Why let long-term?Many of the properties registered with us for long-term lets are also available for shorter summer holiday bookings. There is a limited demand for shorter holiday bookings during the low season, but a proven market for longer bookings of a couple of months or more. By making your house available year round not only will you realise a much greater income from letting, but the house will benefit from being heated and lived in throughout the colder months. Many longer-term tenants are happy to maintain the garden whilst they are there, and knowing that your house is not standing empty for long periods can be a valuable deterrent to burglars.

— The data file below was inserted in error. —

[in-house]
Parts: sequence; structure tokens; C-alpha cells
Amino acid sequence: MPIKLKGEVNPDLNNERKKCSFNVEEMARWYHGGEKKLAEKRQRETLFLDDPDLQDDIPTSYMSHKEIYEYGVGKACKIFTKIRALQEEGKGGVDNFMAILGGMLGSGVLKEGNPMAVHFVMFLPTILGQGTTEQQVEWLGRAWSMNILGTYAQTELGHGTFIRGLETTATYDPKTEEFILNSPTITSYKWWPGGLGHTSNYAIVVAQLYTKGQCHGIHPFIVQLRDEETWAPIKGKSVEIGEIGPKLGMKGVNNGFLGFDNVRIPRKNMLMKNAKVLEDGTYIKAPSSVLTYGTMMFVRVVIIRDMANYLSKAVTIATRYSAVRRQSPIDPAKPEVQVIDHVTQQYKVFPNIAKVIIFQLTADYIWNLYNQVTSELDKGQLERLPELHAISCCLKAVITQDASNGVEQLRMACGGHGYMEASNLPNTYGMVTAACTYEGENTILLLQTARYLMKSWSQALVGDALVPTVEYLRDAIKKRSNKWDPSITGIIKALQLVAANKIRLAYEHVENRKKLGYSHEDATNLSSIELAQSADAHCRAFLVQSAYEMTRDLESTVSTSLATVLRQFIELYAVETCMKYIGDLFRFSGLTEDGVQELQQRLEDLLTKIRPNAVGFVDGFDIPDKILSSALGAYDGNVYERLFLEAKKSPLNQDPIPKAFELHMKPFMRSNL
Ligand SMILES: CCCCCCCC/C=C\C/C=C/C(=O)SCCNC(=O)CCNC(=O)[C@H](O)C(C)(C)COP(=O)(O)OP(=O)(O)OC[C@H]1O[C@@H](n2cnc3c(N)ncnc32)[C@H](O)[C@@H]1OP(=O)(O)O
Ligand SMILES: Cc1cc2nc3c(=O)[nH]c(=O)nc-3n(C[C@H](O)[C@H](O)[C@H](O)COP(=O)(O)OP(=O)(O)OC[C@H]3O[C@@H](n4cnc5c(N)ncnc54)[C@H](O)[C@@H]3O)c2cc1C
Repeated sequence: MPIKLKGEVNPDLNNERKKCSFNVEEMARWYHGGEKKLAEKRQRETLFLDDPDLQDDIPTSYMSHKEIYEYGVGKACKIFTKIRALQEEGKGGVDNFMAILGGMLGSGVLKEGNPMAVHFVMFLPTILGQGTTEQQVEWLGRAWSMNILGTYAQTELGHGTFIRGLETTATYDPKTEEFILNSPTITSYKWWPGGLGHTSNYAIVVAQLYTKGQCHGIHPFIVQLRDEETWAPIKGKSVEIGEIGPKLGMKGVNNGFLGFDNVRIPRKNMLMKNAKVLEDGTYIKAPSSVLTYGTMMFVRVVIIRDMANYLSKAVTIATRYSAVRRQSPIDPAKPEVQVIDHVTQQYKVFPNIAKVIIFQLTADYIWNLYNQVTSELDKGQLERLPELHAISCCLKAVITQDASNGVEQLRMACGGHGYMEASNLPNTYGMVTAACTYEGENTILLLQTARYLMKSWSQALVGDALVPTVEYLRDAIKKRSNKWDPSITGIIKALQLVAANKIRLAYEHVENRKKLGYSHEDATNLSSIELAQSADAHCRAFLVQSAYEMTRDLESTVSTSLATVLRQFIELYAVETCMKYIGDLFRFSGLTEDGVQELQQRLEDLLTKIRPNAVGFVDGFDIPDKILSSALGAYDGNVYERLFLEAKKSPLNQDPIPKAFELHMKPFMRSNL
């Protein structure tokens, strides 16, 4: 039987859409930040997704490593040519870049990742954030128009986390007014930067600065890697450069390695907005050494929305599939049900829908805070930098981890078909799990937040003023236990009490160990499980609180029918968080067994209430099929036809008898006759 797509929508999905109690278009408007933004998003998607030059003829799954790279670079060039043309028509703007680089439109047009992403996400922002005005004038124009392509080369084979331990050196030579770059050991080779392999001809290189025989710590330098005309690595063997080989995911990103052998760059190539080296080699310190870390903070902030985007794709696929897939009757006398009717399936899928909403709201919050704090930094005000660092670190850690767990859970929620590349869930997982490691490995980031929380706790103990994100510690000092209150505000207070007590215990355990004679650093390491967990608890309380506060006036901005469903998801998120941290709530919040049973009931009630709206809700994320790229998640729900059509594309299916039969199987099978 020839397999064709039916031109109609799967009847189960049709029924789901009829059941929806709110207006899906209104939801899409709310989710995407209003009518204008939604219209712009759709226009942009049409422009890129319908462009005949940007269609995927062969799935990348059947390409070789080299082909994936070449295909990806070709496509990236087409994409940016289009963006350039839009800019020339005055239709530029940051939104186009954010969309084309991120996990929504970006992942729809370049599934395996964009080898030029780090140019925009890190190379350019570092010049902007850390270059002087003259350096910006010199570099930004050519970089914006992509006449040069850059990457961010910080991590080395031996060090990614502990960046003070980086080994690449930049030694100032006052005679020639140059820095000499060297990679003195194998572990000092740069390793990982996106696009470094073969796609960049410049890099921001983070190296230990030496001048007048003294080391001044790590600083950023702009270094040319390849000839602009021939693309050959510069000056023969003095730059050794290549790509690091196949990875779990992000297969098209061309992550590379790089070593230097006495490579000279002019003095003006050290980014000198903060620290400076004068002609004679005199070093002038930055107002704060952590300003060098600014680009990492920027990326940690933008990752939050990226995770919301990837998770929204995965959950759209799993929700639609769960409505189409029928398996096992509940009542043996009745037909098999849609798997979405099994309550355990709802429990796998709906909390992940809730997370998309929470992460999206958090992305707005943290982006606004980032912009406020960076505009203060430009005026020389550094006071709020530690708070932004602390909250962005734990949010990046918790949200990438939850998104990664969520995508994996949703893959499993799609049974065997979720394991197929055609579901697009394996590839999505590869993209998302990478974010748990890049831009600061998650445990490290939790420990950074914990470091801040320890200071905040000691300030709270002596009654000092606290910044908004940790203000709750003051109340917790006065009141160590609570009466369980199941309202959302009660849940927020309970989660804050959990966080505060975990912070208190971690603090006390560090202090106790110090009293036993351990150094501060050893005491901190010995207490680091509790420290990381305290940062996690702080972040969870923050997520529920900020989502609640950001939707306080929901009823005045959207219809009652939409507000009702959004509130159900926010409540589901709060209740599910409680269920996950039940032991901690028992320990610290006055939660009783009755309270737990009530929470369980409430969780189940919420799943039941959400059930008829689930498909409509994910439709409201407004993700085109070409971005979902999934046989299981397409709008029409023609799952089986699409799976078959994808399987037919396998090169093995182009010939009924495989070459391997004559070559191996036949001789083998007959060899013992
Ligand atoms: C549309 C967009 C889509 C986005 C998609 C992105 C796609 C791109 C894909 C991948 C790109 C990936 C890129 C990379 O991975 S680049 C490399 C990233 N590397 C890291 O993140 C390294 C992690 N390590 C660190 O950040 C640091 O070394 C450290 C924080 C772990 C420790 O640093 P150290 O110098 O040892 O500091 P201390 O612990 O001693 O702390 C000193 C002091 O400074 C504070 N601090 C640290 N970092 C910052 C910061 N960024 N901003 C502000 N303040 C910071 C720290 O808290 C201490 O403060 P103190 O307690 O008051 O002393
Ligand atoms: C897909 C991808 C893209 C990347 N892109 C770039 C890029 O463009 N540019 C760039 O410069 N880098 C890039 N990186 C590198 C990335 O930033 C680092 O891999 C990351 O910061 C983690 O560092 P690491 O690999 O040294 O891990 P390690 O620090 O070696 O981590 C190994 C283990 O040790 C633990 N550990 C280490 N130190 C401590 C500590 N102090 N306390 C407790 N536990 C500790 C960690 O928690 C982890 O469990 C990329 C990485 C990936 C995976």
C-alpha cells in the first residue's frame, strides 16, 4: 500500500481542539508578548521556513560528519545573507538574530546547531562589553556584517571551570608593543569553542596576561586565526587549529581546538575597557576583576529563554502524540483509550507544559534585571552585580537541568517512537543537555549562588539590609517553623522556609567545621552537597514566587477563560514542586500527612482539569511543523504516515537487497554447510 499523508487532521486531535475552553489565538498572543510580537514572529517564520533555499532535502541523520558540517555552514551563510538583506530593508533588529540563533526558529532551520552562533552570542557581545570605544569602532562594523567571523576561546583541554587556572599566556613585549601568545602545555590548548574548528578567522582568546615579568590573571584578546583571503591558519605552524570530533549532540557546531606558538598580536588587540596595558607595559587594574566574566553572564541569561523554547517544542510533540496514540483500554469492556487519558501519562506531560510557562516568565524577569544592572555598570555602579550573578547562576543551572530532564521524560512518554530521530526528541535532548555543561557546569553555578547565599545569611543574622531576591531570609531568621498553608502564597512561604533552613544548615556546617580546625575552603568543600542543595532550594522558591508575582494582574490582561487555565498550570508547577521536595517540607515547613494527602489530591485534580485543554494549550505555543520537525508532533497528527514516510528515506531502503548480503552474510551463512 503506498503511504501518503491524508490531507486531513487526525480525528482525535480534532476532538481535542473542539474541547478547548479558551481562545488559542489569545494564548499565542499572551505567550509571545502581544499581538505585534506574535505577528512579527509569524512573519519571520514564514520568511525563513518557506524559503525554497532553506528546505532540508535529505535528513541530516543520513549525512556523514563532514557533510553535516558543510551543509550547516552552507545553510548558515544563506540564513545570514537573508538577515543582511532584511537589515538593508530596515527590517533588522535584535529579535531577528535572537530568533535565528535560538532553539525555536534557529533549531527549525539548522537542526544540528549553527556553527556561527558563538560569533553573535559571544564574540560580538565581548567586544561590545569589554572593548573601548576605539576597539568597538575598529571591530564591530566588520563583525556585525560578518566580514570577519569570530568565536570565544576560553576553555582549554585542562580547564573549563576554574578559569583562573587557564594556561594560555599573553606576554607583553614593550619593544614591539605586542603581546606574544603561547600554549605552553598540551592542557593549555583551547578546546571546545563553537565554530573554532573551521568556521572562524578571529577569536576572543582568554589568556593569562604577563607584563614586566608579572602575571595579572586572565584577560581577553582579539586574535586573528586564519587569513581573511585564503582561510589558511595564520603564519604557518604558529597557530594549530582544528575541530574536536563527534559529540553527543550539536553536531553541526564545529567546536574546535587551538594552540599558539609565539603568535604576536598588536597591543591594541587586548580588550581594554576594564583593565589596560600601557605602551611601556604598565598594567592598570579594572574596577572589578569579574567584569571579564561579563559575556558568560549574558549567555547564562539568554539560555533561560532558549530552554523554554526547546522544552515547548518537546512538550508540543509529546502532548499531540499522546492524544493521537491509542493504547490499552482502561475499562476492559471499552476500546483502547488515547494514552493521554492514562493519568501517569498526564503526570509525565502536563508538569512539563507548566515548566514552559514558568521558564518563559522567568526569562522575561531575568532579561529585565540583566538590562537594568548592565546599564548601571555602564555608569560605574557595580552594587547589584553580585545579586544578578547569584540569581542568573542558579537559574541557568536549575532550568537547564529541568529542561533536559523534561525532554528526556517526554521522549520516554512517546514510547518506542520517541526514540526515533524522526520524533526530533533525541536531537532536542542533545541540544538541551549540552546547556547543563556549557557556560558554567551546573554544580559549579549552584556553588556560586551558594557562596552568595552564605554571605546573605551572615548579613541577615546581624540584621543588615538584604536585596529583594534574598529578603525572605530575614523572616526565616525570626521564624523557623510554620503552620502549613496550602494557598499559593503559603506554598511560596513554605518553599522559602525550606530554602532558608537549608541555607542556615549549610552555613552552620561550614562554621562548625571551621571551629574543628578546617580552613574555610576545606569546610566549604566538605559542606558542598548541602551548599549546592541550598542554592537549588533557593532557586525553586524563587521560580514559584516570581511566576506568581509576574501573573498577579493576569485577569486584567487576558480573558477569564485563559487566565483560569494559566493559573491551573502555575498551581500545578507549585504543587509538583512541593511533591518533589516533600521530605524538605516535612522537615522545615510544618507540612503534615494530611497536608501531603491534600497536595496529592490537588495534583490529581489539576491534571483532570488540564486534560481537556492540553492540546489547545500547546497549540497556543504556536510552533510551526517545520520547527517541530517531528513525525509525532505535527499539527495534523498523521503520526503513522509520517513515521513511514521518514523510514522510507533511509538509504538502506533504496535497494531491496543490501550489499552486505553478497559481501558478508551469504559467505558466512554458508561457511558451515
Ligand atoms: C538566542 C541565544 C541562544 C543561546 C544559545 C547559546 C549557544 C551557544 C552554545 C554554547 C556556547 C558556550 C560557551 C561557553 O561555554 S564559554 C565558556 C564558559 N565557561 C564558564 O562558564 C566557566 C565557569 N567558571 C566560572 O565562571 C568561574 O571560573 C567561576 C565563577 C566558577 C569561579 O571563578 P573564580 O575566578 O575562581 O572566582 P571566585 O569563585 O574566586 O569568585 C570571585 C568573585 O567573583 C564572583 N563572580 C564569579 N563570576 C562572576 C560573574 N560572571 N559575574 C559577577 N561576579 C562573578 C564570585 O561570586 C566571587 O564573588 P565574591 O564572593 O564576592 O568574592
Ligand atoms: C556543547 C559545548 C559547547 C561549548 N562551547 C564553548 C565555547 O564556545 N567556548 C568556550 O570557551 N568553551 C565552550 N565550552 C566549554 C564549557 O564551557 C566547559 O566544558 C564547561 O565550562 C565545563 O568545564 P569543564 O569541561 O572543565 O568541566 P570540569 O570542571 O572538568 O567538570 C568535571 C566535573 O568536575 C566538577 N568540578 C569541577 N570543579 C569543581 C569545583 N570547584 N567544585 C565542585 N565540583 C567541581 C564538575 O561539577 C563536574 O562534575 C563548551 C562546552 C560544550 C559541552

Who wants to rent long-term in France?The majority of those wishing to rent long-term are considering buying a house themselves and, as a result, may wish to spend some time living in France to ‘test the water’. Renting gives them the opportunity to “try before they buy”, possibly spend time researching schools or employment prospects, and be sure that a move to France is right for them. Others may already have bought a property and need to live nearby for a period of some months to oversee renovation and building works before they can move in; or they may want a base in France for work reasons, some time out enjoying the French way of life for a few months, or even a peaceful base to get the creative juices flowing! Whatever their motivation, long-term renting can offer them an excellent choice of properties all over France.